Sanctions for the Loss of Ephemeral Messaging

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Just how “ephemeral” are so-called ephemeral messages?  In this article, former United States magistrate judge Ronald J. Hedges and Gail Gottehrer explore issues surrounding the potential for spoliation sanctions under Fed. R. Civ. P. 37 (e) for loss of ephemeral messages and lay the foundation for why eDiscovery and information governance best practices need to be extended to address this popular method of communication.

Reproduced with permission. Published June 9, 2020. Copyright 2020 by The Bureau of National Affairs, Inc. (800-372-1033)

About the Authors

Gail Gottehrer
Law Office of Gail Gottehrer LLC

Gail Gottehrer is the Founder of the Law Office of Gail Gottehrer LLC. Her practice focuses on emerging technologies, including autonomous vehicles, connected vehicles, AI, the Internet of Things, robots, biometrics and facial recognition technology, and the privacy laws, cybersecurity requirements and ethical issues associated with the data these technologies collect and use. She is one of the few defense lawyers to have been involved in the trial of a class action to verdict before a jury.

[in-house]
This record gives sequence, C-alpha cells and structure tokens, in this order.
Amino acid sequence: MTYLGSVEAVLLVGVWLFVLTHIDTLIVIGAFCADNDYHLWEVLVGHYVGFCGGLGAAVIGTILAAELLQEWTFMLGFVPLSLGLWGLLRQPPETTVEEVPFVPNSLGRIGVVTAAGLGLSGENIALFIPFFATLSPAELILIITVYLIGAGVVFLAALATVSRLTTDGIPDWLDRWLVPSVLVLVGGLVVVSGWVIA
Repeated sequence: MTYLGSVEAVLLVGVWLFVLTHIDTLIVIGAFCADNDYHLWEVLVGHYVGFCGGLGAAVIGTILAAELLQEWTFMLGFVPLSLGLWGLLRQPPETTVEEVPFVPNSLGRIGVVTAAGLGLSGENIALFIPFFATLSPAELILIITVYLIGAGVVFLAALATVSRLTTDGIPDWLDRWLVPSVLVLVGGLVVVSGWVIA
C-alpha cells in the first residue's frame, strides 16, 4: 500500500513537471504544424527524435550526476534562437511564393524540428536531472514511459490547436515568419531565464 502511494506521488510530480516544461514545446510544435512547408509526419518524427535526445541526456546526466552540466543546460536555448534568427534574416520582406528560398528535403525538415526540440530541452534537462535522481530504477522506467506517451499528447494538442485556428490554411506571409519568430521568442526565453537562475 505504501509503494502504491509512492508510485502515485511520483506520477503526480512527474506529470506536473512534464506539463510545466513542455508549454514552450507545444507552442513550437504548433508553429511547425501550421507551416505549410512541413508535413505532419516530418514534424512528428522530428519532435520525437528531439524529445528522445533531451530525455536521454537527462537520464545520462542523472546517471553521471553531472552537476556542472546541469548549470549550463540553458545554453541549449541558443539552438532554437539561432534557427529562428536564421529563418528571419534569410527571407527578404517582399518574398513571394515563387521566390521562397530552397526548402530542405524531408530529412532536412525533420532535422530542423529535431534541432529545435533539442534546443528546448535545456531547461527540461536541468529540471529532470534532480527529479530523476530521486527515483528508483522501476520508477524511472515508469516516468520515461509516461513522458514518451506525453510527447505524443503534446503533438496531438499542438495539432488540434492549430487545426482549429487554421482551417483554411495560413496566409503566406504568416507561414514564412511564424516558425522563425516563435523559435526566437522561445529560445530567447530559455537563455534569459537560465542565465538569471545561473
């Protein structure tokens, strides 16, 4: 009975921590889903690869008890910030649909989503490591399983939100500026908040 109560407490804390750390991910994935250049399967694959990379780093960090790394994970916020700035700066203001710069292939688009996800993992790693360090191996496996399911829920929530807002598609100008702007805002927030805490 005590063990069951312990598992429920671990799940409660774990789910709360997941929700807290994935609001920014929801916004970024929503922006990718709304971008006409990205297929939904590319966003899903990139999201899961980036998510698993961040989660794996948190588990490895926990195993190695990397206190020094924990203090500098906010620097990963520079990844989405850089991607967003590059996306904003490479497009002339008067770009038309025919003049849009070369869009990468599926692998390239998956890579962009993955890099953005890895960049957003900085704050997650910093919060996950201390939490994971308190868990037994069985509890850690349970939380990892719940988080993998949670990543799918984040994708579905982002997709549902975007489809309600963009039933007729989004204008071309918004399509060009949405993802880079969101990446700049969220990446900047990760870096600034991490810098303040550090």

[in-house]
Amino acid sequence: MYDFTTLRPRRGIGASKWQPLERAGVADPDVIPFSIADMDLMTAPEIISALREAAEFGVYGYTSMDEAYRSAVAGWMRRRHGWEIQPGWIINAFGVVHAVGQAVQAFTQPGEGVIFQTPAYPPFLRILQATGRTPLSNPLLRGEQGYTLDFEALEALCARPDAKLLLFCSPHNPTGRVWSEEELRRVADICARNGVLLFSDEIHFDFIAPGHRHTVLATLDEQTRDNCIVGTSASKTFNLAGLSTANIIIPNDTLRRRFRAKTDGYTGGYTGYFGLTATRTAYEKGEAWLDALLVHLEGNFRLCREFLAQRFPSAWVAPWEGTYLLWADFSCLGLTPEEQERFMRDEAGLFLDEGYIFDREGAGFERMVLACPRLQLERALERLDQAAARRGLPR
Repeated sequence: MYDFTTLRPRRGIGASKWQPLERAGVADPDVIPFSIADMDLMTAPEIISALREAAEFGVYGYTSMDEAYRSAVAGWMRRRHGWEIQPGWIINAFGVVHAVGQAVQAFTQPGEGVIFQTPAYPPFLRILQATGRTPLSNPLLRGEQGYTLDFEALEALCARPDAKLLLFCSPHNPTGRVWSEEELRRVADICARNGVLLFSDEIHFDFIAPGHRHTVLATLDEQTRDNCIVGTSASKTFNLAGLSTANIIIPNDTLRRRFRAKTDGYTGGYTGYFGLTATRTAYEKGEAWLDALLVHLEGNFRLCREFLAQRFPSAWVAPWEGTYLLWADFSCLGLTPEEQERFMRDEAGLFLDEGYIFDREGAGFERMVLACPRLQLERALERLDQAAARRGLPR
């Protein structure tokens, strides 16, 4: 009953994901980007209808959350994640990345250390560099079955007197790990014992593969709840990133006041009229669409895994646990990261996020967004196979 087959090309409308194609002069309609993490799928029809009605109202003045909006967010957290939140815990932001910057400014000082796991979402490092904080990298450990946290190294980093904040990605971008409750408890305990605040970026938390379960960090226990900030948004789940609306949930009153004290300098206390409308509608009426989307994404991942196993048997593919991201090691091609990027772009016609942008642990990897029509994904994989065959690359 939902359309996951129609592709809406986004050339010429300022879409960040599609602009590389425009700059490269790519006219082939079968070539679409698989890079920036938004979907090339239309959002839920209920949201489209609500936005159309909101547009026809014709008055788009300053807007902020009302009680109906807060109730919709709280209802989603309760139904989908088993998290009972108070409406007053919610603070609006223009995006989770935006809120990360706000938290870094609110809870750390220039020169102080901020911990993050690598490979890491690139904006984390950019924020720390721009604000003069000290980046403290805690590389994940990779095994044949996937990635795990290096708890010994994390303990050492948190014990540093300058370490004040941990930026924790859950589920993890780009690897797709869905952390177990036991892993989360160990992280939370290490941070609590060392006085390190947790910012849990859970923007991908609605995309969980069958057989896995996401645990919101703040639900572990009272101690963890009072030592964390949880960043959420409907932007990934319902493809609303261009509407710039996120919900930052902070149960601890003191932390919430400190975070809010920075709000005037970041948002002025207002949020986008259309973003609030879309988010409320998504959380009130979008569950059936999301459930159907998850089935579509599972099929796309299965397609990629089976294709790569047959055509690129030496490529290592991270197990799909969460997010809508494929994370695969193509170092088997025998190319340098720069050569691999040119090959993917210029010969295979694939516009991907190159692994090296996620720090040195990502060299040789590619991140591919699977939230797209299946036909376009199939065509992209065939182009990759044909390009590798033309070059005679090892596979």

Gail was selected as one the Profiles in Diversity Journal’s 2017 Women Worth Watching in STEM and one of the Connecticut Technology Council’s 2016 Women of Innovation. She is a graduate of the University of Pennsylvania Law School.

Ronald J. Hedges
Senior Counsel, Dentons US LLP

Ronald J. Hedges, J.D., is a Senior Counsel with Dentons US LLP. He served as a United States Magistrate Judge in the District of New Jersey from 1986 to 2017. Mr. Hedges is a frequent writer and speaker on various topics related to electronic information and is the principal author of Managing Discovery of Electronic Information: A Pocket Guide for Judges, Third Edition (Federal Judicial Center: 2017). His full biography is available at

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About the Author

Gail Gottehrer & Ronald J. Hedges

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